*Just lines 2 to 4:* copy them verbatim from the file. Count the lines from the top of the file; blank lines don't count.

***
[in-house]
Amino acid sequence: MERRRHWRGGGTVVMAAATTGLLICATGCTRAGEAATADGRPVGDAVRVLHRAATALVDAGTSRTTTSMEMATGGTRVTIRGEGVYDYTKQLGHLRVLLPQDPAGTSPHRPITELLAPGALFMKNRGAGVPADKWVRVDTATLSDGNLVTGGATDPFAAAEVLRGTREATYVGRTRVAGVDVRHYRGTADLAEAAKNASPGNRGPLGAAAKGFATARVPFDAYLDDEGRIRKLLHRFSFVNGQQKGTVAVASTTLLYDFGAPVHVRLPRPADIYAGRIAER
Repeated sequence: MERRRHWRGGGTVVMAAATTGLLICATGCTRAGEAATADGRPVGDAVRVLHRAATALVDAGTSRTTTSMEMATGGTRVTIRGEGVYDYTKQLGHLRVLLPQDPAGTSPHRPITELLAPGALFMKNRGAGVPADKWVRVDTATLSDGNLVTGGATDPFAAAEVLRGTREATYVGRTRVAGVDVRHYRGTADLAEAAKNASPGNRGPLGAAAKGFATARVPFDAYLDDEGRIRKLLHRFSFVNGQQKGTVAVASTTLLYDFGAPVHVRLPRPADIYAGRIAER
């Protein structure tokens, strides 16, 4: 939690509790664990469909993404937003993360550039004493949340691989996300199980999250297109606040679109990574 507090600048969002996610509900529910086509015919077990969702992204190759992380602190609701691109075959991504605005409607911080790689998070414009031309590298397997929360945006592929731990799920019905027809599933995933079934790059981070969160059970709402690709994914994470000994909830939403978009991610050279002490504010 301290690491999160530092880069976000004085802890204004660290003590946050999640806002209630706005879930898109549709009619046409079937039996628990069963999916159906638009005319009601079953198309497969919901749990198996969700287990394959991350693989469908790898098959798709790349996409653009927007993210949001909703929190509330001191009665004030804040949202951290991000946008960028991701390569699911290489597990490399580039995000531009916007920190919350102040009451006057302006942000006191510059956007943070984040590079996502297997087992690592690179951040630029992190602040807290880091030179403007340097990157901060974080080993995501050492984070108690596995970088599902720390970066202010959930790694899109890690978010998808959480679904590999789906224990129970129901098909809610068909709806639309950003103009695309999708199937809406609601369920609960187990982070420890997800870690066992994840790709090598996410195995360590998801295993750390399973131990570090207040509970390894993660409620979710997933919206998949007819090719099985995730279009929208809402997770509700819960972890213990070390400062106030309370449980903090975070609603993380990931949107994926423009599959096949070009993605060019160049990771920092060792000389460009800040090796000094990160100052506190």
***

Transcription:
Amino acid sequence: MERRRHWRGGGTVVMAAATTGLLICATGCTRAGEAATADGRPVGDAVRVLHRAATALVDAGTSRTTTSMEMATGGTRVTIRGEGVYDYTKQLGHLRVLLPQDPAGTSPHRPITELLAPGALFMKNRGAGVPADKWVRVDTATLSDGNLVTGGATDPFAAAEVLRGTREATYVGRTRVAGVDVRHYRGTADLAEAAKNASPGNRGPLGAAAKGFATARVPFDAYLDDEGRIRKLLHRFSFVNGQQKGTVAVASTTLLYDFGAPVHVRLPRPADIYAGRIAER
Repeated sequence: MERRRHWRGGGTVVMAAATTGLLICATGCTRAGEAATADGRPVGDAVRVLHRAATALVDAGTSRTTTSMEMATGGTRVTIRGEGVYDYTKQLGHLRVLLPQDPAGTSPHRPITELLAPGALFMKNRGAGVPADKWVRVDTATLSDGNLVTGGATDPFAAAEVLRGTREATYVGRTRVAGVDVRHYRGTADLAEAAKNASPGNRGPLGAAAKGFATARVPFDAYLDDEGRIRKLLHRFSFVNGQQKGTVAVASTTLLYDFGAPVHVRLPRPADIYAGRIAER
């Protein structure tokens, strides 16, 4: 939690509790664990469909993404937003993360550039004493949340691989996300199980999250297109606040679109990574 507090600048969002996610509900529910086509015919077990969702992204190759992380602190609701691109075959991504605005409607911080790689998070414009031309590298397997929360945006592929731990799920019905027809599933995933079934790059981070969160059970709402690709994914994470000994909830939403978009991610050279002490504010 301290690491999160530092880069976000004085802890204004660290003590946050999640806002209630706005879930898109549709009619046409079937039996628990069963999916159906638009005319009601079953198309497969919901749990198996969700287990394959991350693989469908790898098959798709790349996409653009927007993210949001909703929190509330001191009665004030804040949202951290991000946008960028991701390569699911290489597990490399580039995000531009916007920190919350102040009451006057302006942000006191510059956007943070984040590079996502297997087992690592690179951040630029992190602040807290880091030179403007340097990157901060974080080993995501050492984070108690596995970088599902720390970066202010959930790694899109890690978010998808959480679904590999789906224990129970129901098909809610068909709806639309950003103009695309999708199937809406609601369920609960187990982070420890997800870690066992994840790709090598996410195995360590998801295993750390399973131990570090207040509970390894993660409620979710997933919206998949007819090719099985995730279009929208809402997770509700819960972890213990070390400062106030309370449980903090975070609603993380990931949107994926423009599959096949070009993605060019160049990771920092060792000389460009800040090796000094990160100052506190």